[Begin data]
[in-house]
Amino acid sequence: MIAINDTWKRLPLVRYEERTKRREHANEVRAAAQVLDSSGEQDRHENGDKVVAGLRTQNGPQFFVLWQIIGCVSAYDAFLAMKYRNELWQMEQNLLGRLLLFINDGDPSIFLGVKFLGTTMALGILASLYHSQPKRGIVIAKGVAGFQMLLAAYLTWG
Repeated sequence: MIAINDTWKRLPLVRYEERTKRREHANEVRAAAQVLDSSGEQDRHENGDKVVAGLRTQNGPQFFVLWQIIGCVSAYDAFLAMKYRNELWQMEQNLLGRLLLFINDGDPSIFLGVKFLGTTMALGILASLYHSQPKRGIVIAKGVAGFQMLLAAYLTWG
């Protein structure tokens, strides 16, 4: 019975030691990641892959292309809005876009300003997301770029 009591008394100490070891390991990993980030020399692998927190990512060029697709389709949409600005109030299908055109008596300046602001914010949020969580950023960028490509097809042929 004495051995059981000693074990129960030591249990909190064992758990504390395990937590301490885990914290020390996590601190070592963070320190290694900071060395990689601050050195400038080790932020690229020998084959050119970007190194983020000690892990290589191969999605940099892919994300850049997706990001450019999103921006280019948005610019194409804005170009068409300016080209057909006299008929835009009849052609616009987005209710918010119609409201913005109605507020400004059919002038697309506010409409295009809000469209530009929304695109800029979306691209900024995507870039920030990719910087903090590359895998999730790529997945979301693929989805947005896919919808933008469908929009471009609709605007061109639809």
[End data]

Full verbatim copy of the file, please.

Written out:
[in-house]
Amino acid sequence: MIAINDTWKRLPLVRYEERTKRREHANEVRAAAQVLDSSGEQDRHENGDKVVAGLRTQNGPQFFVLWQIIGCVSAYDAFLAMKYRNELWQMEQNLLGRLLLFINDGDPSIFLGVKFLGTTMALGILASLYHSQPKRGIVIAKGVAGFQMLLAAYLTWG
Repeated sequence: MIAINDTWKRLPLVRYEERTKRREHANEVRAAAQVLDSSGEQDRHENGDKVVAGLRTQNGPQFFVLWQIIGCVSAYDAFLAMKYRNELWQMEQNLLGRLLLFINDGDPSIFLGVKFLGTTMALGILASLYHSQPKRGIVIAKGVAGFQMLLAAYLTWG
């Protein structure tokens, strides 16, 4: 019975030691990641892959292309809005876009300003997301770029 009591008394100490070891390991990993980030020399692998927190990512060029697709389709949409600005109030299908055109008596300046602001914010949020969580950023960028490509097809042929 004495051995059981000693074990129960030591249990909190064992758990504390395990937590301490885990914290020390996590601190070592963070320190290694900071060395990689601050050195400038080790932020690229020998084959050119970007190194983020000690892990290589191969999605940099892919994300850049997706990001450019999103921006280019948005610019194409804005170009068409300016080209057909006299008929835009009849052609616009987005209710918010119609409201913005109605507020400004059919002038697309506010409409295009809000469209530009929304695109800029979306691209900024995507870039920030990719910087903090590359895998999730790529997945979301693929989805947005896919919808933008469908929009471009609709605007061109639809």